In response to recent allegations of sexual harassment within the art world and the resignation of Artforum co-publisher Knight Landesman, an open letter has been published by ‘art world workers’ calling for an end to silence around the issue and a renewed effort by individuals and institutions to deal with what it describes as ‘an environment of acceptance and complicity’. Here, we republish the letter in full.
roty_oct2017 - a-n The Artists Information Company
Following a project this year working with Yezidi women who escaped ISIS captivity, Hannah Rose Thomas continues her MA studies in London. Richard Taylor finds out how her interest in the diversity of people and cultures, as well as her commitment to relief work, drives a unique approach to portraiture.
Commissioned to write a 500-word comment piece, artists Kerri Jefferis, Sophie Chapman and Rosalie Schweiker started thinking about the words we use in the visual arts and the need for new ones. This is what they wrote.
To coincide with Soul of a Nation at Tate Modern, US writer Claudia Rankine presented a reading from her new play, which explores racism in the art world and beyond. Sonya Dyer found it a powerful vehicle for exploring the intersections of capitalism, race, empathy and resistance – particularly in light of the Dana Schutz Whitney Biennial controversy and a renewed focus on depictions of the Black body.
For the inaugural visual arts commission at Storyhouse in Chester, Bedwyr Williams has transposed stories collected from a local newspaper archive onto a digitally animated recreation of the town’s former Roman Fortress Bathhouse. Speaking to Fisun Güner, he laments the loss of British awkwardness, and describes how this new work will take the viewer on a journey to “a space that’s out of time”.
Ten artists and a-n members were awarded an a-n bursary to visit to the 57th Venice Biennale. They have been sharing their views via a-n Reviews and Blogs. AIR Council member Binita Walia, who visited the Venice Biennale at the same time, presents a collection of their thoughts and reflections.
The Whitechapel Gallery, Collezione Maramotti and Max Mara have announced the shortlist for the latest edition of the UK’s only visual art prize for women.
The inaugural Coventry Biennial takes as its theme ‘the future’ and has as its main venue a relic of the city’s past – the former offices of the Coventry Evening Telegraph. Selina Oakes reports.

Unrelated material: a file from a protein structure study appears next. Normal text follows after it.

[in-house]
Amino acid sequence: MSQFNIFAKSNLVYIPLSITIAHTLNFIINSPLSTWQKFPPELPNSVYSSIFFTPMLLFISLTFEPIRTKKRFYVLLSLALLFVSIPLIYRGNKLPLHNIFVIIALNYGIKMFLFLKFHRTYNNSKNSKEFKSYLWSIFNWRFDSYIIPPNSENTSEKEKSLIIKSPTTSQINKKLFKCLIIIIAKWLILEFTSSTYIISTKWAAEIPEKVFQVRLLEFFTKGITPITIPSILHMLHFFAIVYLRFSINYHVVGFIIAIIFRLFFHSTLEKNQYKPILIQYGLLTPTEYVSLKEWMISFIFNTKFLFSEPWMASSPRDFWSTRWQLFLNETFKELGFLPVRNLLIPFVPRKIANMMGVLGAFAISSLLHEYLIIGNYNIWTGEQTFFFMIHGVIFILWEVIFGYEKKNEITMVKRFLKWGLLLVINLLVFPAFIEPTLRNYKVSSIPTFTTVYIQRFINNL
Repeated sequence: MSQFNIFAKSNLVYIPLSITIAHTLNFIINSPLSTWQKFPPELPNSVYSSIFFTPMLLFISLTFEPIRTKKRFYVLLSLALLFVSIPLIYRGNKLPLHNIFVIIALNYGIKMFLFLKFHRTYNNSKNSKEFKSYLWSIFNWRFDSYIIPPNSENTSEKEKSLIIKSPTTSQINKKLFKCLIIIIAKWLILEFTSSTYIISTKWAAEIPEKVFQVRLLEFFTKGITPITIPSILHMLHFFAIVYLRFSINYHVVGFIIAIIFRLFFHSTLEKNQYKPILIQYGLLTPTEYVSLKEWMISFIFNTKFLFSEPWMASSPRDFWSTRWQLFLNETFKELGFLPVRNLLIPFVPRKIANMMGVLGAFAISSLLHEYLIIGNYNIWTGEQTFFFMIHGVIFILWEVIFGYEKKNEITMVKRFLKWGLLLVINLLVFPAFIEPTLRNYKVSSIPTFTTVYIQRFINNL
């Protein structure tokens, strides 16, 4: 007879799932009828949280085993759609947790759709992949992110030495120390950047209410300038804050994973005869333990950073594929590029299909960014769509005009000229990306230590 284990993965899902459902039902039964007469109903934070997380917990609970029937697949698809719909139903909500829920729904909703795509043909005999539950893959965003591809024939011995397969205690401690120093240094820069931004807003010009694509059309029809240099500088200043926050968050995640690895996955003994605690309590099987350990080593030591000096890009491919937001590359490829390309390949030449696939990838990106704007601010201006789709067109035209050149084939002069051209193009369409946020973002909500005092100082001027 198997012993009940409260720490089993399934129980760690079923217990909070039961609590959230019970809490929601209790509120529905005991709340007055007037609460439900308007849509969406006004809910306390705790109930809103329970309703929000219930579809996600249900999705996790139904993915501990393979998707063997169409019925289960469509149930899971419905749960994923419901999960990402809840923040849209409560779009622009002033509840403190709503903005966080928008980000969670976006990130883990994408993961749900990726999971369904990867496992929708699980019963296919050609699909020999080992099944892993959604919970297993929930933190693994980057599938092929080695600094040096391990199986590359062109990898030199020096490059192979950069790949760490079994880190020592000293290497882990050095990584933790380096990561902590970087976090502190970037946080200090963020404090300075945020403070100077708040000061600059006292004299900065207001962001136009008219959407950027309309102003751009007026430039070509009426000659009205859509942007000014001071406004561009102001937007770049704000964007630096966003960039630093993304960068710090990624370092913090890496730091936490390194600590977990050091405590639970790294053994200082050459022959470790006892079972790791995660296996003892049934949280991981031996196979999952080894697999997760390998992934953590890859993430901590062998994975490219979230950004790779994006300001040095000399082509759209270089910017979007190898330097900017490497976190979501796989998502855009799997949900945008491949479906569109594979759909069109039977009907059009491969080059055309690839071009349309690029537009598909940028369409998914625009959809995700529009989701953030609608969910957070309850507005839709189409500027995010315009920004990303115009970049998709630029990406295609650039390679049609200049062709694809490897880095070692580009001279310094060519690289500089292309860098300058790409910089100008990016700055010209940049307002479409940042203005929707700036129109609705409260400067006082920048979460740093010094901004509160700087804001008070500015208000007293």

Aidan Moesby has just finished a tour of festivals in the north of England, using his new weather-based installations to test responses, locations and situations for visual arts in festival contexts. Trish Wheatley talks to the artist about this work and how it sits with his practice.
The debate around gentrification and the role that artists play in this contested area is increasingly being discussed and debated by artists themselves. But, asks Anna Francis in a piece originally published by The Conversation, is it right to accuse artists who work with regeneration projects of being part of the problem?
In a post-Grenfell London, this year’s Frieze Art Fair feels more incongruous than ever, but what of the art inside? Chris Sharratt reports.
Sculptor Laura Ford’s new commission for Brighton’s House Biennial draws on the history of town’s Royal Pavilion and in particular that of its early 19th century commissioner King George IV, who lived there as Prince Regent prior to taking the throne. Dany Louise talks to the artist about her work and finds out why Donald Trump has a starring role in her installation, A King’s Appetite.
Croydon-based Turf Projects showing artist Saelia Aparicio Torino has won this year’s prize for its exhibition during Art Licks Weekend 2017.
Artists are often asked to work for free in return for exposure via social media likes and audience praise, so for a recent commission (paid) Alistair Gentry decided to walk around Folkestone dressed in a cliched ‘artist’s costume’ asking other types of worker if they’d do the same. Perhaps unsurprisingly, they weren’t particularly keen.
Recent years have seen a renewed interest in clay as many contemporary artists embrace the medium in their work. As the British Ceramics Biennial continues in Stoke and Tate Modern hosts Ceramics Factory, Pippa Koszerek talks about its renewed appeal with the biennial’s artistic director and artists Clare Twomey and Jesse Wine.